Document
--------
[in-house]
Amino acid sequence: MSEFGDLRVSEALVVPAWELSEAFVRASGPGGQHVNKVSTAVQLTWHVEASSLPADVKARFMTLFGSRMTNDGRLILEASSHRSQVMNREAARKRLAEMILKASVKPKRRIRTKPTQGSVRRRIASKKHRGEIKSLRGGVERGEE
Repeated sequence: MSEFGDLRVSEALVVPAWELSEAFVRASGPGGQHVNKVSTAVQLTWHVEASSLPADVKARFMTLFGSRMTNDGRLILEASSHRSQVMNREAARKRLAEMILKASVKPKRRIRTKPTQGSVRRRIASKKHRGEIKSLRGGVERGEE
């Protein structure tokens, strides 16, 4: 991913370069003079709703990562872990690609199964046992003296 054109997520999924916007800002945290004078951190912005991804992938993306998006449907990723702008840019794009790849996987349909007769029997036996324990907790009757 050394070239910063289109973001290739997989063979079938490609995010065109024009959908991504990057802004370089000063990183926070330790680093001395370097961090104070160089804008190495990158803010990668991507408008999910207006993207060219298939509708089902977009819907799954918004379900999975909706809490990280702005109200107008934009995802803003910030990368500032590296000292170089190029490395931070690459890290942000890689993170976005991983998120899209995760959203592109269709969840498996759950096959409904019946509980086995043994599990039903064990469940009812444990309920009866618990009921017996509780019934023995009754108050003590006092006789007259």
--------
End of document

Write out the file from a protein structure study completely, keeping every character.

[in-house]
Amino acid sequence: MSEFGDLRVSEALVVPAWELSEAFVRASGPGGQHVNKVSTAVQLTWHVEASSLPADVKARFMTLFGSRMTNDGRLILEASSHRSQVMNREAARKRLAEMILKASVKPKRRIRTKPTQGSVRRRIASKKHRGEIKSLRGGVERGEE
Repeated sequence: MSEFGDLRVSEALVVPAWELSEAFVRASGPGGQHVNKVSTAVQLTWHVEASSLPADVKARFMTLFGSRMTNDGRLILEASSHRSQVMNREAARKRLAEMILKASVKPKRRIRTKPTQGSVRRRIASKKHRGEIKSLRGGVERGEE
């Protein structure tokens, strides 16, 4: 991913370069003079709703990562872990690609199964046992003296 054109997520999924916007800002945290004078951190912005991804992938993306998006449907990723702008840019794009790849996987349909007769029997036996324990907790009757 050394070239910063289109973001290739997989063979079938490609995010065109024009959908991504990057802004370089000063990183926070330790680093001395370097961090104070160089804008190495990158803010990668991507408008999910207006993207060219298939509708089902977009819907799954918004379900999975909706809490990280702005109200107008934009995802803003910030990368500032590296000292170089190029490395931070690459890290942000890689993170976005991983998120899209995760959203592109269709969840498996759950096959409904019946509980086995043994599990039903064990469940009812444990309920009866618990009921017996509780019934023995009754108050003590006092006789007259």